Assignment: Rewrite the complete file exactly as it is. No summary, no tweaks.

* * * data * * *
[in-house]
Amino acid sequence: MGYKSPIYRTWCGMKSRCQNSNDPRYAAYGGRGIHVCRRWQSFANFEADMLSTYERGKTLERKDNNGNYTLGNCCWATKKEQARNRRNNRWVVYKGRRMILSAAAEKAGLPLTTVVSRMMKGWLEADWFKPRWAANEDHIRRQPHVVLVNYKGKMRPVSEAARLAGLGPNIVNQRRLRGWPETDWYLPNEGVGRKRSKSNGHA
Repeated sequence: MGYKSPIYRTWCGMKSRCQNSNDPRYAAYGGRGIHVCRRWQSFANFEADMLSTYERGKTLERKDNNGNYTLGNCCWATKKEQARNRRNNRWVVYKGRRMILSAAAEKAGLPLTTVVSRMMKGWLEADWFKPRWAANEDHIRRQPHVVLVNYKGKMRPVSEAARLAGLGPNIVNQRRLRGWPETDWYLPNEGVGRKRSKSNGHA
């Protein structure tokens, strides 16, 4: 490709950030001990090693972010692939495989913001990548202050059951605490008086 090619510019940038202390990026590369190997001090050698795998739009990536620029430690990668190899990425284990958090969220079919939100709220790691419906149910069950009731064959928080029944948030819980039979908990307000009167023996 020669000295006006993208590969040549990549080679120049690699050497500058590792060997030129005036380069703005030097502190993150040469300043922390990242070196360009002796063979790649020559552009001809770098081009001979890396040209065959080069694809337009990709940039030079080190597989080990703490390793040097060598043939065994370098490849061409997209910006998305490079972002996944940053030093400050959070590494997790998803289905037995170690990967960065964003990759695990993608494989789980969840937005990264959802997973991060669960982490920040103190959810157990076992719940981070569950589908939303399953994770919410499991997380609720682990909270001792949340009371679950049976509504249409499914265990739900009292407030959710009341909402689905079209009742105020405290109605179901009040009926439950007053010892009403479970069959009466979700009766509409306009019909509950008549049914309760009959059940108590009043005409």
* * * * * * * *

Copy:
[in-house]
Amino acid sequence: MGYKSPIYRTWCGMKSRCQNSNDPRYAAYGGRGIHVCRRWQSFANFEADMLSTYERGKTLERKDNNGNYTLGNCCWATKKEQARNRRNNRWVVYKGRRMILSAAAEKAGLPLTTVVSRMMKGWLEADWFKPRWAANEDHIRRQPHVVLVNYKGKMRPVSEAARLAGLGPNIVNQRRLRGWPETDWYLPNEGVGRKRSKSNGHA
Repeated sequence: MGYKSPIYRTWCGMKSRCQNSNDPRYAAYGGRGIHVCRRWQSFANFEADMLSTYERGKTLERKDNNGNYTLGNCCWATKKEQARNRRNNRWVVYKGRRMILSAAAEKAGLPLTTVVSRMMKGWLEADWFKPRWAANEDHIRRQPHVVLVNYKGKMRPVSEAARLAGLGPNIVNQRRLRGWPETDWYLPNEGVGRKRSKSNGHA
């Protein structure tokens, strides 16, 4: 490709950030001990090693972010692939495989913001990548202050059951605490008086 090619510019940038202390990026590369190997001090050698795998739009990536620029430690990668190899990425284990958090969220079919939100709220790691419906149910069950009731064959928080029944948030819980039979908990307000009167023996 020669000295006006993208590969040549990549080679120049690699050497500058590792060997030129005036380069703005030097502190993150040469300043922390990242070196360009002796063979790649020559552009001809770098081009001979890396040209065959080069694809337009990709940039030079080190597989080990703490390793040097060598043939065994370098490849061409997209910006998305490079972002996944940053030093400050959070590494997790998803289905037995170690990967960065964003990759695990993608494989789980969840937005990264959802997973991060669960982490920040103190959810157990076992719940981070569950589908939303399953994770919410499991997380609720682990909270001792949340009371679950049976509504249409499914265990739900009292407030959710009341909402689905079209009742105020405290109605179901009040009926439950007053010892009403479970069959009466979700009766509409306009019909509950008549049914309760009959059940108590009043005409």